The latest version of DirectStorage can load avocados 3x faster than ever before

Microsoft DirectStorage and GDeflate example with times
(Image credit: Microsoft)
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DirectStorage is Microsoft's way of speeding up load times in games and allowing developers to better take advantage of speedy SSDs. It's sure to be one of the biggest steps towards even more impressive and expansive games, once it's actually available in any, but even before we get our hands on it Microsoft's making it that much better.

Following the release of the DirectStorage API back in March (opens in new tab) (time flies), Microsoft has announced DirectStorage 1.1. Essentially, the newer version adds GPU decompression to proceedings, which offloads the time-consuming decompression work from your CPU and onto your highly-parallel GPU.

Traditionally, compressed game assets are transferred from your storage medium (mostly an SSD nowadays) to system memory, where your CPU will decompress the assets before shifting them on to your GPU as required.

With DirectStorage 1.1, it's possible to skip a whole lot of that and take a much more direct route. Assets are transferred from an NVMe SSD (DirectStorage 1.0 already speeds up this process) and transfers them directly to the GPU for decompression. Thus saving seconds or more in load times for assets.

"...scenes are loading nearly 3x faster and the CPU is almost entirely freed up to be used for other game processes," Microsoft confirms.

The end result should be games load quicker on PC, which is something we've seen the more proprietary Xbox and PlayStation console architectures have an advantage in for a little while now. Though following on from the first wave of games, when DirectStorage compatible PCs are more ubiquitous, developers should be able to really push the limits of what a game can be with more flexibility in load times, asset quality, and scale.

AMD SmartAccess Storage

AMD has its own implementation of the tech called SmartAccess Storage. (Image credit: AMD)

That's the thing, there are some requirements for DirectStorage, and also specifically DirectStorage 1.1 with GPU Decompression:

  • Windows 10 or Windows 11—Microsoft expects the greatest improvement on Windows 11 but "both Windows 10 and Windows 11 will see gains from an efficient GPU decompression implementation."
  • An NVMe SSD—preferably a very quick one, such as a high-speed PCIe 4.0 drive. Perhaps PCIe 5.0 drives will be even better when they arrive next year.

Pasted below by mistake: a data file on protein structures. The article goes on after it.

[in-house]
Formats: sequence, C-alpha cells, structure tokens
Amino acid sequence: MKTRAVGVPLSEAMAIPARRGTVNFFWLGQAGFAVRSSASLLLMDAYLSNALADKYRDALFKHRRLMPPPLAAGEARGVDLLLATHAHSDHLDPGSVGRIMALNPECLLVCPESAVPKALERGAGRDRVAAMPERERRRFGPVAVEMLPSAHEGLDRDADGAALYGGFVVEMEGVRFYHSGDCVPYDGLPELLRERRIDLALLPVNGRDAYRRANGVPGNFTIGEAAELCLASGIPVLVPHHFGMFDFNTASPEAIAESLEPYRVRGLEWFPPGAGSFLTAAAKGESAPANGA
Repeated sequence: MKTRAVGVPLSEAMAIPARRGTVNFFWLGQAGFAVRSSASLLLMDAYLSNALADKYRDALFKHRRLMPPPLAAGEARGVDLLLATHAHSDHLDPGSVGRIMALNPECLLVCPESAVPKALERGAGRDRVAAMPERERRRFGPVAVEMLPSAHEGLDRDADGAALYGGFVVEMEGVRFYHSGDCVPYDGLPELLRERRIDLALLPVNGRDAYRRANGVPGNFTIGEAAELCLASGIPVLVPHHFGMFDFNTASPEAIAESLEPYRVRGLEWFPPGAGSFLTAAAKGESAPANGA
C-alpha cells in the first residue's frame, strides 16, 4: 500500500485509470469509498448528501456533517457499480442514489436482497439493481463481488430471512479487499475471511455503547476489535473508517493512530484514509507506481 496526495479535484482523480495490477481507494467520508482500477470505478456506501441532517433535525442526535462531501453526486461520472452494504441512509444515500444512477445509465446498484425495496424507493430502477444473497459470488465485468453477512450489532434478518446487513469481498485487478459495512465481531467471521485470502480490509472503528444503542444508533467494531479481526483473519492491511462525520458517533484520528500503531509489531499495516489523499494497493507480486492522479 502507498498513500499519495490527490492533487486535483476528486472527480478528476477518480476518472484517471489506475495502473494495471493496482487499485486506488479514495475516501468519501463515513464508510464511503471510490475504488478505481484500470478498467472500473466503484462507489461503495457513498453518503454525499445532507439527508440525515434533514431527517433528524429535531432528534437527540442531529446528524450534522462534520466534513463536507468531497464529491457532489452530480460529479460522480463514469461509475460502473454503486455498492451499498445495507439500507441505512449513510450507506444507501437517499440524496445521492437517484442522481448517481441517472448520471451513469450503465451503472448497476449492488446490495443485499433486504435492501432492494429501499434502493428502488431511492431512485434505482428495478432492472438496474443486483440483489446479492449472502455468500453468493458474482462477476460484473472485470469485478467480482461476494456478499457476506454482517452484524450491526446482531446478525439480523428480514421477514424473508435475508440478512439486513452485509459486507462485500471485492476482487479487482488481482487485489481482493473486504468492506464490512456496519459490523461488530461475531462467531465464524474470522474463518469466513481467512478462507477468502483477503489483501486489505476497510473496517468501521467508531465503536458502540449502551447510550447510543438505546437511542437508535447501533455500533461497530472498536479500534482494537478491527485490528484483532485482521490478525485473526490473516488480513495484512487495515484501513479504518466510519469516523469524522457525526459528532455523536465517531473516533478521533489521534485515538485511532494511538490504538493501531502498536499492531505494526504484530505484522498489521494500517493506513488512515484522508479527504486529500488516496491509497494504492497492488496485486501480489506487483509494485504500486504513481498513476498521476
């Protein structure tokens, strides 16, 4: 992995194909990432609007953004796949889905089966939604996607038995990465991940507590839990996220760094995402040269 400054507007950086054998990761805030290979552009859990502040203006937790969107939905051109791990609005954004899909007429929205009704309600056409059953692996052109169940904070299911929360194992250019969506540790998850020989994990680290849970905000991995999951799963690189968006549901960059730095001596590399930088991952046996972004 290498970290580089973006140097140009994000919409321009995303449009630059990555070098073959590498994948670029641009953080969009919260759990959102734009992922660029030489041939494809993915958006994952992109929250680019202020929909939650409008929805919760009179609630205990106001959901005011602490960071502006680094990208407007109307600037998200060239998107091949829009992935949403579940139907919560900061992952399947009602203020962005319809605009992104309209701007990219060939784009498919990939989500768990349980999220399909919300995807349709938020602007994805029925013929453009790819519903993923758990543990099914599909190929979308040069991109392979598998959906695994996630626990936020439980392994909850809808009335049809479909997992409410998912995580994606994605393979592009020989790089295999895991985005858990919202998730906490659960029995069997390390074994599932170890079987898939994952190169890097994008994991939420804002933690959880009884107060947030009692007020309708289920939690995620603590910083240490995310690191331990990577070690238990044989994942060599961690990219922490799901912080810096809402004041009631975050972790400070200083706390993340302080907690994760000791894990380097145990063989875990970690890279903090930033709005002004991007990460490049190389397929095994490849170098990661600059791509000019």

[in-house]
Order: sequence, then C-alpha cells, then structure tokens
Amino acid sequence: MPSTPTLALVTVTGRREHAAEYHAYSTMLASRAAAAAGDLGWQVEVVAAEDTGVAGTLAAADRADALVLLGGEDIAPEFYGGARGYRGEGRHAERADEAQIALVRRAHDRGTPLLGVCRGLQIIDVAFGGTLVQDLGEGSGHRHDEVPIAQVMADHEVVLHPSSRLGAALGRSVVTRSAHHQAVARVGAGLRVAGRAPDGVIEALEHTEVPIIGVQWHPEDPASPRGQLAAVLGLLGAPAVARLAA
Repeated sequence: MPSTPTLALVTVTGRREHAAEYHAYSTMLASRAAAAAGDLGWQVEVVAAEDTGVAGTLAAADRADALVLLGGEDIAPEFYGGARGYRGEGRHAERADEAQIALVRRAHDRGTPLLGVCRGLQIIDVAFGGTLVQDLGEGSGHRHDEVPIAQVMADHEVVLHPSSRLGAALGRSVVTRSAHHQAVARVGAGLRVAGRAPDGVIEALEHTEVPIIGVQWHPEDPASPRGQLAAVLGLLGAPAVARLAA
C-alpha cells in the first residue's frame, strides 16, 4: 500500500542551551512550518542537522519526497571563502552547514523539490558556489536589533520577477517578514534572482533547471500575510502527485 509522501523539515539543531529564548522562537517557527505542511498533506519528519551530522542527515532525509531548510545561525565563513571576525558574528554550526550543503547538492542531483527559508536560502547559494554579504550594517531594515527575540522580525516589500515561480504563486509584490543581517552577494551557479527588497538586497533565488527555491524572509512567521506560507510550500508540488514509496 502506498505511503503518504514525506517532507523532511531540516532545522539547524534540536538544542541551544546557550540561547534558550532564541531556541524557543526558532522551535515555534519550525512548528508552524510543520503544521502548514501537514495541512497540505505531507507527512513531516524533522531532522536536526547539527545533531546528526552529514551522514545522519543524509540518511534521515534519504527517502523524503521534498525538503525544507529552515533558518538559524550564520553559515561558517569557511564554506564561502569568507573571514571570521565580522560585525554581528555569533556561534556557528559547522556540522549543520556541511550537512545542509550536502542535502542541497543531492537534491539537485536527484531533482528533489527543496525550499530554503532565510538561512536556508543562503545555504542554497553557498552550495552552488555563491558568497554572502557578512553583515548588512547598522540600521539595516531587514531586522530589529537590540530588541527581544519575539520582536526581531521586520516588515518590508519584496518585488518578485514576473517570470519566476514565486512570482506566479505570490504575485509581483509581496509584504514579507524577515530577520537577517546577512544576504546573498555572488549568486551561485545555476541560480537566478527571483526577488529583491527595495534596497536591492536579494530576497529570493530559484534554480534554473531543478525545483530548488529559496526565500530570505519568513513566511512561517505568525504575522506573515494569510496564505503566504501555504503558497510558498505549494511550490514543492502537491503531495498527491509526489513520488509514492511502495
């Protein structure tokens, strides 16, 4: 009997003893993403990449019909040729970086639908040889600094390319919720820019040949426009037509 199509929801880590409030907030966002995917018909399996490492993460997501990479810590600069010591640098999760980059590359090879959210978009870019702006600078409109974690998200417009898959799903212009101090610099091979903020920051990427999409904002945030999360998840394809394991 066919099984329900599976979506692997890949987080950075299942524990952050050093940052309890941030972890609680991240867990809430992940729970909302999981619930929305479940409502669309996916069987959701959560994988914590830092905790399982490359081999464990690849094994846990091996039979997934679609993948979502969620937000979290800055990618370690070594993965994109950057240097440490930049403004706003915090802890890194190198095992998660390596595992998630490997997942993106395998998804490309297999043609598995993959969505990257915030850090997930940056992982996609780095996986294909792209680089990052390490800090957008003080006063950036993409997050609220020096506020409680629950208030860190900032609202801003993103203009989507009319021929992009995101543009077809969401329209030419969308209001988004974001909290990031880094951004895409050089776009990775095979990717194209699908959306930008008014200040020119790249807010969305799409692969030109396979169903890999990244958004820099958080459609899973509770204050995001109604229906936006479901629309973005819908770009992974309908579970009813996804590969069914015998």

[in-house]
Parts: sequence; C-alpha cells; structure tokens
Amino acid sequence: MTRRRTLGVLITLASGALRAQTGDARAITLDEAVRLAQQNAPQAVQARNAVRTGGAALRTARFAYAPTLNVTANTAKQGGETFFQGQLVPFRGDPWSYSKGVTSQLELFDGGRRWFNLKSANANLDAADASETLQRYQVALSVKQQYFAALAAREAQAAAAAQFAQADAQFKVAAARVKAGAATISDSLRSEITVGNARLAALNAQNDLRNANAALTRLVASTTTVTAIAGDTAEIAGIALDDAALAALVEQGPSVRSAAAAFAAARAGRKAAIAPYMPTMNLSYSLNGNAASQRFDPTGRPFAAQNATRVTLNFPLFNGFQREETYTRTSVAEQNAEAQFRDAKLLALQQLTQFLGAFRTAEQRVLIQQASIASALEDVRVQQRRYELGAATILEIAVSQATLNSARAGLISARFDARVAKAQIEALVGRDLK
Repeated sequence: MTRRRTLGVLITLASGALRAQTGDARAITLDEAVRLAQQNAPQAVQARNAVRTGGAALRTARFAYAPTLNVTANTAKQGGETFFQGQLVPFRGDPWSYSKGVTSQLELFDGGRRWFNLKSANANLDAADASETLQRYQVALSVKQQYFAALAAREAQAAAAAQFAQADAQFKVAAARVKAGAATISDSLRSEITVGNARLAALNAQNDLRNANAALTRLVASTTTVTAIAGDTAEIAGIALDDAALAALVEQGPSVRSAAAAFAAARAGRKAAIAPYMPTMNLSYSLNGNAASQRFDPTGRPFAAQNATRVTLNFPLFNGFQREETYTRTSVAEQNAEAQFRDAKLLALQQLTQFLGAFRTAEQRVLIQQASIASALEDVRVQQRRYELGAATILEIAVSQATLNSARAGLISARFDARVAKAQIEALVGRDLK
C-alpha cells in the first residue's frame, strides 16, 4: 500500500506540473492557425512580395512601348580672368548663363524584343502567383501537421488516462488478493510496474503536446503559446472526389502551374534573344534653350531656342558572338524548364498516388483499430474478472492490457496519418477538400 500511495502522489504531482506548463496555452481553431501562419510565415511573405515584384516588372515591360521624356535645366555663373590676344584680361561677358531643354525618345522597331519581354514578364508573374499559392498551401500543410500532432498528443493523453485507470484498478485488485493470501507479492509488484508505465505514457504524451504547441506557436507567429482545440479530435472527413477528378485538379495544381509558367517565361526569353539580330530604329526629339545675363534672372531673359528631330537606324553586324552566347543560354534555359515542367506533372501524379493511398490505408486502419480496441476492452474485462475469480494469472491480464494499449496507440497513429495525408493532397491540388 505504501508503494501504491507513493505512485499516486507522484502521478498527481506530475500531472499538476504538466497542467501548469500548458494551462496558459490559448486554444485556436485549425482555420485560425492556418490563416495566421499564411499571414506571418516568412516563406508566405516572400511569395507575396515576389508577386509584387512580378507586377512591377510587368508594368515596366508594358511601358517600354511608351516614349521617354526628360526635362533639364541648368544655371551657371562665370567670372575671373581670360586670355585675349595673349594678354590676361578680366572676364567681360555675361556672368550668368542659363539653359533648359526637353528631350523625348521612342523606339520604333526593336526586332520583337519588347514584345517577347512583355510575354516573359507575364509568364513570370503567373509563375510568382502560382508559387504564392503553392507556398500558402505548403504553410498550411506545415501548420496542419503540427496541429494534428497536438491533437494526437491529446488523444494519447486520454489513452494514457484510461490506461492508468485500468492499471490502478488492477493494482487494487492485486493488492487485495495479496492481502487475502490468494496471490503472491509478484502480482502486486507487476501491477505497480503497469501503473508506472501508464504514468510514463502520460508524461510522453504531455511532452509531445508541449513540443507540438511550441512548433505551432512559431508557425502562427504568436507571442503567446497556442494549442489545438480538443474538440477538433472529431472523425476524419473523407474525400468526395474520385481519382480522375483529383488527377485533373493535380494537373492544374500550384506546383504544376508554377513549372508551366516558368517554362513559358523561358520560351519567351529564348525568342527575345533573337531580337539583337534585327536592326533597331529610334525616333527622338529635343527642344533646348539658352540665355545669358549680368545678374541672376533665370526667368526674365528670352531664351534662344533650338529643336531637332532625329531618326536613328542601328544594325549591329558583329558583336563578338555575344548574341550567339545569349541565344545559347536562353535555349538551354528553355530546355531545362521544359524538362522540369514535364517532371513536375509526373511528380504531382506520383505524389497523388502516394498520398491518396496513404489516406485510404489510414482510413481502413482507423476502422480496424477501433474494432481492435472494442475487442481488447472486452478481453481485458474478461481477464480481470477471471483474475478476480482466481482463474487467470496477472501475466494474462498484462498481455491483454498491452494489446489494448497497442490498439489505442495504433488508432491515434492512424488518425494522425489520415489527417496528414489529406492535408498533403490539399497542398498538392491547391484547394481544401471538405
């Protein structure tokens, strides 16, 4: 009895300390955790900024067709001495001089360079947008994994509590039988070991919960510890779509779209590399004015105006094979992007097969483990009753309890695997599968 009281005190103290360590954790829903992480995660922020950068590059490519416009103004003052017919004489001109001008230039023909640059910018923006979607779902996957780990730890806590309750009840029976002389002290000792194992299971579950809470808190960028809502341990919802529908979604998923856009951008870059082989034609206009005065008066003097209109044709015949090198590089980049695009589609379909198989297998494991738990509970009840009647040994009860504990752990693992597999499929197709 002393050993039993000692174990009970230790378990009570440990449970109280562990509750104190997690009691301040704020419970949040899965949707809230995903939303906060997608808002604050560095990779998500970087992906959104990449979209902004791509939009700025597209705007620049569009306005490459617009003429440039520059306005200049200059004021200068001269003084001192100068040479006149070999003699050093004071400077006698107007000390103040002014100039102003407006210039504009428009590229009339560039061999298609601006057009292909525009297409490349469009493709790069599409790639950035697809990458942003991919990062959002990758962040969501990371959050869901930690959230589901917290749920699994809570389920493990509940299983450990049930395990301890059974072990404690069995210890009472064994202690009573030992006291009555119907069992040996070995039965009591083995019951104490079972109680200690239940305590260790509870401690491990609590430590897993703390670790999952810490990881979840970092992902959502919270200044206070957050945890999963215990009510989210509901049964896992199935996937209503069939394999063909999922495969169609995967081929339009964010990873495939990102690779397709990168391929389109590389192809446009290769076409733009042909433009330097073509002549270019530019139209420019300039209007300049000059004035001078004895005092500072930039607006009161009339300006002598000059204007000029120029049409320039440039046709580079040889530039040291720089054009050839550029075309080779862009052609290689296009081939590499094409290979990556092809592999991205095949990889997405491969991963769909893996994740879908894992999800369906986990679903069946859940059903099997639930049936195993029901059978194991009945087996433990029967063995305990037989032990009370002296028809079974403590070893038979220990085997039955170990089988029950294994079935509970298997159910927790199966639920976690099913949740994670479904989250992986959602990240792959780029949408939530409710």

• Any DirectX 12 GPU that supports Shader Model 6.0—This shader model has been around for a while now, so most modern GPUs should suffice. However, Microsoft recommends a DX12 Ultimate capable card, which is basically one with RT support and a support for a few other key new rendering features.
  • A DirectStorage compatible game—it's all well and good having the hardware, but you need the software to bring it all together. This is the piece of the puzzle we're still missing today.

There aren't any DirectStorage games right now, unfortunately. We were expecting to see the technology arrive in Forspoken first, though the game was delayed in the summer until 2023, kicking the DirectStorage can down the road, too. Whether it'll still be the first game out of the gate with DirectStorage now, we can't be sure, but Forspoken is meant to be arriving in January now, so it's probably still our best bet.

To make DirectStorage work, Microsoft and Nvidia have teamed up to introduce a new compression format, contributed by Nvidia, called GDeflate. 

This new file format is reportedly lossless but allows for optimised "high-throughput decompression on the GPU with deflate-like compression ratios.

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(Image credit: Future)

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"GDeflate saves CPU cycles by offloading costly decompression operations to the GPU, while saving system interconnect bandwidth and on-disk footprint at the same time," Microsoft's blog on DirectStorage 1.1 says.

Don't worry, however, GDeflate isn't proprietary for Nvidia GPUs. You may have heard of Nvidia's own RTX IO technology, which will be used in conjunction with DirectStorage, but also AMD has its own SmartAccess Storage technology which sounds somewhat similar. Intel, too, has some plans for DirectStorage, it seems, with all three GPU companies (it's still weird that there's three now) set to support GDeflate. That should mean all the latest cards are capable of utilising the new format when the time comes.

With the better part of a year since DirectStorage has been available to developers, I would suspect that 2023 will be the year we get our hands on a good few games that actually support the technology. That should coincide with new GPU launches, PCIe 5.0 SSDs, and speedy CPUs. All our PC gaming ducks are in a row.

You can check if your PC will be ready for DirectStorage (opens in new tab) using the Microsoft Game Bar.

Jacob Ridley
Senior Hardware Editor

Jacob earned his first byline writing for his own tech blog from his hometown in Wales in 2017. From there, he graduated to professionally breaking things as hardware writer at PCGamesN, where he would later win command of the kit cupboard as hardware editor. Nowadays, as senior hardware editor at PC Gamer, he spends his days reporting on the latest developments in the technology and gaming industry. When he's not writing about GPUs and CPUs, however, you'll find him trying to get as far away from the modern world as possible by wild camping.